The story is told that a few months after the contract was signed Reuther met Ford while on an inspection trip through the Willow Run bomber plant. Ford told the union leader:

“You know, Mr. Reuther, it was one of the most sensible things Harry Bennett ever did when he got the UAW into this plant ... you’ve been fighting General Motors and the Wall Street crowd. Now you’re in here and we’ve given you a union shop and more than you got out of them. That puts you on our side, doesn’t it? We can fight General Motors and Wall Street together, eh?”

The statement that Bennett “got the UAW” into Ford plants was pure gall, but the idea that the Ford workers were on the side of the Ford management in their common fight against Wall Street and the competition was pure Henry Fordism.

ALL through his writings and statements there runs the idea that the worker and the capitalist are partners in the individual enterprise and in the economy as a whole. Ford called wages “partnership distributions.” What was good for the capitalist was good for the worker, and what was good for the worker was good for the capitalist.

“If you cut wages,” he wrote, “you just cut the number of your own customers. If an employer does not share prosperity with those who make him prosperous, then pretty soon there will be no prosperity to share. That is why we think it is good business always to raise wages and never to lower them. We like to have plenty of customers.”

Prohibition, for example, was considered good because it helped this partnership relationship between the bosses and the bossed.

“The coming of prohibition has put more of the workman’s money into savings banks and into his wife’s pocketbook ... Workmen go out of doors, go on picnics, have time to see their children and play with them – and, incidentally, they buy more. This stimulates business and increases prosperity, and in the general economic circle the money passes through industry again and back into the workman’s pocket. It is a truism that what benefits one is bound to benefit all, and labor is coming to see the truth of this more every day.”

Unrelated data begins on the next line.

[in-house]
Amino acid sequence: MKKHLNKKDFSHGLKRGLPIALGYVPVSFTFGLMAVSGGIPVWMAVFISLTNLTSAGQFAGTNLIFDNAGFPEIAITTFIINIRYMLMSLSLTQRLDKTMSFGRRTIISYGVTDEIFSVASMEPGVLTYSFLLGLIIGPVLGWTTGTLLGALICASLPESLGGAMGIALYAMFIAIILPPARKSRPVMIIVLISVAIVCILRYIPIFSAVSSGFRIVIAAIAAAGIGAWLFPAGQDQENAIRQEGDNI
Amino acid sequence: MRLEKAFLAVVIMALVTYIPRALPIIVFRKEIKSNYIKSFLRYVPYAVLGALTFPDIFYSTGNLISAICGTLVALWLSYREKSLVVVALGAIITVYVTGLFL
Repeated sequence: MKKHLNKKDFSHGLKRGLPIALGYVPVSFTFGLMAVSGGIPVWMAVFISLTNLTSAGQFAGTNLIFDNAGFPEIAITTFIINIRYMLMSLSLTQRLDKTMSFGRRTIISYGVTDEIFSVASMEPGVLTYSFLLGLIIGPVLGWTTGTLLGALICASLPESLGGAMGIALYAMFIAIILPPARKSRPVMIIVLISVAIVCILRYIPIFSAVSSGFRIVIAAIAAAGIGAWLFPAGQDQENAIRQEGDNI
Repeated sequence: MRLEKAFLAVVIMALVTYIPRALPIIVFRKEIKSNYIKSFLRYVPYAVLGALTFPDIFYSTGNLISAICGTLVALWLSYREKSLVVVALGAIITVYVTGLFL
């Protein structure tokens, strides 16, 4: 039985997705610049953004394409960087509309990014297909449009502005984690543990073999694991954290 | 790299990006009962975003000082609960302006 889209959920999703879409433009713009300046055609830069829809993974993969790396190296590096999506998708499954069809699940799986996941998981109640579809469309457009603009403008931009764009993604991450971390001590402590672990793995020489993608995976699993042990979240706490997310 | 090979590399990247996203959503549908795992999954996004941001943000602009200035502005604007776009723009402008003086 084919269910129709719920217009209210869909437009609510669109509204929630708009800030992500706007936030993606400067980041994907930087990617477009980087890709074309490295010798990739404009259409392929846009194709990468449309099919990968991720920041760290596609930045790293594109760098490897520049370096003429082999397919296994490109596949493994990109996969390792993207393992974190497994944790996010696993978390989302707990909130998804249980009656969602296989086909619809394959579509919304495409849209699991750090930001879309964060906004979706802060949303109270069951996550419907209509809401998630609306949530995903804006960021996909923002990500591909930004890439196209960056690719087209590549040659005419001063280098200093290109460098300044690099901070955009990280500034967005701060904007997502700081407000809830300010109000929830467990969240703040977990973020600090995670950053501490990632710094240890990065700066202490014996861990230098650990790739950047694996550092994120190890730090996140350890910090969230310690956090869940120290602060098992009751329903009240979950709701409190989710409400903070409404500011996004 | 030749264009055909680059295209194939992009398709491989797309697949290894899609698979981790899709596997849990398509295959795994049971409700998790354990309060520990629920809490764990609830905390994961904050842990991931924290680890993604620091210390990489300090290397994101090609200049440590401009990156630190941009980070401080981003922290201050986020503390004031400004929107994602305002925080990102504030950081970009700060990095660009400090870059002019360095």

The labor leaders of today have embraced this Fordism; they have swallowed this phony partnership theory, hook, line and sinker. Reuther was brutally beaten by his “partners” in 1941, but, as they say, time heals all wounds. Reuther today talks and acts like a partner of the industrialists; he is now a “labor statesman.” It’s not so easy, however, for the rank-and-file workers to forget the years of terror, speedup, wage cuts, and dictatorship over their most intimate personal habits. They are constantly reminded by the daily problems they still face in the plant today. Job security, decent working conditions and personal freedoms were not won through “partnership” with Ford but only through struggle against Ford. The Apostle of Class Harmony and Class Co-operation provided the American workers with some of the most bitter lessons of the reality of class struggle and class antagonism in American labor history.

Who Creates Class Struggle?

Some people have the mistaken idea that Marx and the communists create class struggle. The plain truth of the matter is that capitalists create the class struggle in today’s world. Capitalism not only created modern industry but the modern working class as well. In creating his gigantic industrial empire, Ford produced more than automobiles – he produced the Ford worker. Thousands upon thousands were taken from the farms, forests and small towns and brought into modern industrial urban life. Ford promised them a better life – and they insisted on getting that better life. He broke their backs on the assembly line, but at the same time he unified them in terms of their common physical surroundings, their common problems and their common aims. They didn’t dare talk together in the plant, but they thought together, and once outside the plant they met together and planned together. Ford imported Negroes from the South and tried to use them as strikebreakers, instead creating a new source of strength and militancy for Local 600. Ford used government bodies and the courts in order to maintain his rule, and he forced the workers to learn the truth about capitalist politics and capitalist justice. Ford himself forced his workers to develop class consciousness, class organization and militant methods of class struggle.

When Dean Marquis was head of the Ford Sociology Department, he told the National Educational Association:

“The impression has somehow got around that Henry Ford is in the automobile business. It isn’t true. Mr. Ford shoots about fifteen hundred cars out the back door of his factory every day just to get rid of them. They are but the by-product of his real business, which is the making of men.”

The end product of the Ford assembly line was not the Ford car but the Ford worker and Ford Local #600. The two greatest achievements of Henry Ford can be summed up in those two marvels of twentieth century capitalism: the fabulous Rouge plant and the men working inside it.

In 1945 the creator of those wonders of the modern age suffered the first sharp mental and physical decline of his life. His grandson, Henry II, became president. Ford died of a cerebral hemorrhage on April 7, 1947. He was not quite eighty-four years old. They say that as the pallbearers were carrying his casket, a light tapping was heard from inside the coffin, and the old familiar voice commanded, “Put this thing on wheels and lay off six men.”

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Last updated on 2 June 2009